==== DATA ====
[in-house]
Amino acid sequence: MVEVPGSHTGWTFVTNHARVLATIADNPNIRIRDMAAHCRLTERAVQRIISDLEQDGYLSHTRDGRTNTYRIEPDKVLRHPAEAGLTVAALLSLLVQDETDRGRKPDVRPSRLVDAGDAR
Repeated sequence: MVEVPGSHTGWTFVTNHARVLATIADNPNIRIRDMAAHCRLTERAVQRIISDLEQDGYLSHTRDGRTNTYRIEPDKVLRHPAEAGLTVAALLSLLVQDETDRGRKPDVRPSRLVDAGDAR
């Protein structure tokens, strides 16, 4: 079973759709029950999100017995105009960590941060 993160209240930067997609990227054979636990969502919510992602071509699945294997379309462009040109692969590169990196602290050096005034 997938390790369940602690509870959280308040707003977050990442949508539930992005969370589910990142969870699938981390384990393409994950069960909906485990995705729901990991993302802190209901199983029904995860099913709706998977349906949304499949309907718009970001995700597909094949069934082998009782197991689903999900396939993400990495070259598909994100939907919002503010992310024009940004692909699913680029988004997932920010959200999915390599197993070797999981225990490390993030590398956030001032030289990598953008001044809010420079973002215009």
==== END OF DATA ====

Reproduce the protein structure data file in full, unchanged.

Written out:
[in-house]
Amino acid sequence: MVEVPGSHTGWTFVTNHARVLATIADNPNIRIRDMAAHCRLTERAVQRIISDLEQDGYLSHTRDGRTNTYRIEPDKVLRHPAEAGLTVAALLSLLVQDETDRGRKPDVRPSRLVDAGDAR
Repeated sequence: MVEVPGSHTGWTFVTNHARVLATIADNPNIRIRDMAAHCRLTERAVQRIISDLEQDGYLSHTRDGRTNTYRIEPDKVLRHPAEAGLTVAALLSLLVQDETDRGRKPDVRPSRLVDAGDAR
């Protein structure tokens, strides 16, 4: 079973759709029950999100017995105009960590941060 993160209240930067997609990227054979636990969502919510992602071509699945294997379309462009040109692969590169990196602290050096005034 997938390790369940602690509870959280308040707003977050990442949508539930992005969370589910990142969870699938981390384990393409994950069960909906485990995705729901990991993302802190209901199983029904995860099913709706998977349906949304499949309907718009970001995700597909094949069934082998009782197991689903999900396939993400990495070259598909994100939907919002503010992310024009940004692909699913680029988004997932920010959200999915390599197993070797999981225990490390993030590398956030001032030289990598953008001044809010420079973002215009």